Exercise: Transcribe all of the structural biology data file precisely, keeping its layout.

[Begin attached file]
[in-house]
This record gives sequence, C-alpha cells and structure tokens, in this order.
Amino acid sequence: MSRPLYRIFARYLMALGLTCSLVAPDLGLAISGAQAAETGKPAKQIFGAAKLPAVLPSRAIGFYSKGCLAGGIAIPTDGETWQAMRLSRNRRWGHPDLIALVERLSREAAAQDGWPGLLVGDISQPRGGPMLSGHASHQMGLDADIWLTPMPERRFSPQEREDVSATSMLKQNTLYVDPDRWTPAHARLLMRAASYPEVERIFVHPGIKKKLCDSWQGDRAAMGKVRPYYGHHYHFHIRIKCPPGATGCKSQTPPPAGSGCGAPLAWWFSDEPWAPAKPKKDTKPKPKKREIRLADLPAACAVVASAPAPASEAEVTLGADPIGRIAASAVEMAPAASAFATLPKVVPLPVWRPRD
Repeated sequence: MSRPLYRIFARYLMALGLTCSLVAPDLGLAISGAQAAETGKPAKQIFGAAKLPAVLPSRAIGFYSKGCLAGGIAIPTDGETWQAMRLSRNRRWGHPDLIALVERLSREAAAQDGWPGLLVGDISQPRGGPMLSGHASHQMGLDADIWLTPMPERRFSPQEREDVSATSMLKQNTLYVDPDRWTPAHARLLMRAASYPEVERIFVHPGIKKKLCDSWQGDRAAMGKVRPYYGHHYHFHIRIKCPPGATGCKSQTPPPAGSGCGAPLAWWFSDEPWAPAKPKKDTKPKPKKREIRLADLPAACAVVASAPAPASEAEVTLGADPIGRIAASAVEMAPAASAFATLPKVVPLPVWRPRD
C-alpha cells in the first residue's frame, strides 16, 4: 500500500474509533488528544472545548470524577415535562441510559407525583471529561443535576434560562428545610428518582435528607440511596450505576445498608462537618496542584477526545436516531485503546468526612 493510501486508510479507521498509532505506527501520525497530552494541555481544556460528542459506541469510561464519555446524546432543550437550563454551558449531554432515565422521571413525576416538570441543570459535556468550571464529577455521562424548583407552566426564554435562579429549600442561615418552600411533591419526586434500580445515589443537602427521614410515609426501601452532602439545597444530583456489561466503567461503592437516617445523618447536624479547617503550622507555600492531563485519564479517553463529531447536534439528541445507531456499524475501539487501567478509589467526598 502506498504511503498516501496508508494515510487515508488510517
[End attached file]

[in-house]
This record gives sequence, C-alpha cells and structure tokens, in this order.
Amino acid sequence: MSRPLYRIFARYLMALGLTCSLVAPDLGLAISGAQAAETGKPAKQIFGAAKLPAVLPSRAIGFYSKGCLAGGIAIPTDGETWQAMRLSRNRRWGHPDLIALVERLSREAAAQDGWPGLLVGDISQPRGGPMLSGHASHQMGLDADIWLTPMPERRFSPQEREDVSATSMLKQNTLYVDPDRWTPAHARLLMRAASYPEVERIFVHPGIKKKLCDSWQGDRAAMGKVRPYYGHHYHFHIRIKCPPGATGCKSQTPPPAGSGCGAPLAWWFSDEPWAPAKPKKDTKPKPKKREIRLADLPAACAVVASAPAPASEAEVTLGADPIGRIAASAVEMAPAASAFATLPKVVPLPVWRPRD
Repeated sequence: MSRPLYRIFARYLMALGLTCSLVAPDLGLAISGAQAAETGKPAKQIFGAAKLPAVLPSRAIGFYSKGCLAGGIAIPTDGETWQAMRLSRNRRWGHPDLIALVERLSREAAAQDGWPGLLVGDISQPRGGPMLSGHASHQMGLDADIWLTPMPERRFSPQEREDVSATSMLKQNTLYVDPDRWTPAHARLLMRAASYPEVERIFVHPGIKKKLCDSWQGDRAAMGKVRPYYGHHYHFHIRIKCPPGATGCKSQTPPPAGSGCGAPLAWWFSDEPWAPAKPKKDTKPKPKKREIRLADLPAACAVVASAPAPASEAEVTLGADPIGRIAASAVEMAPAASAFATLPKVVPLPVWRPRD
C-alpha cells in the first residue's frame, strides 16, 4: 500500500474509533488528544472545548470524577415535562441510559407525583471529561443535576434560562428545610428518582435528607440511596450505576445498608462537618496542584477526545436516531485503546468526612 493510501486508510479507521498509532505506527501520525497530552494541555481544556460528542459506541469510561464519555446524546432543550437550563454551558449531554432515565422521571413525576416538570441543570459535556468550571464529577455521562424548583407552566426564554435562579429549600442561615418552600411533591419526586434500580445515589443537602427521614410515609426501601452532602439545597444530583456489561466503567461503592437516617445523618447536624479547617503550622507555600492531563485519564479517553463529531447536534439528541445507531456499524475501539487501567478509589467526598 502506498504511503498516501496508508494515510487515508488510517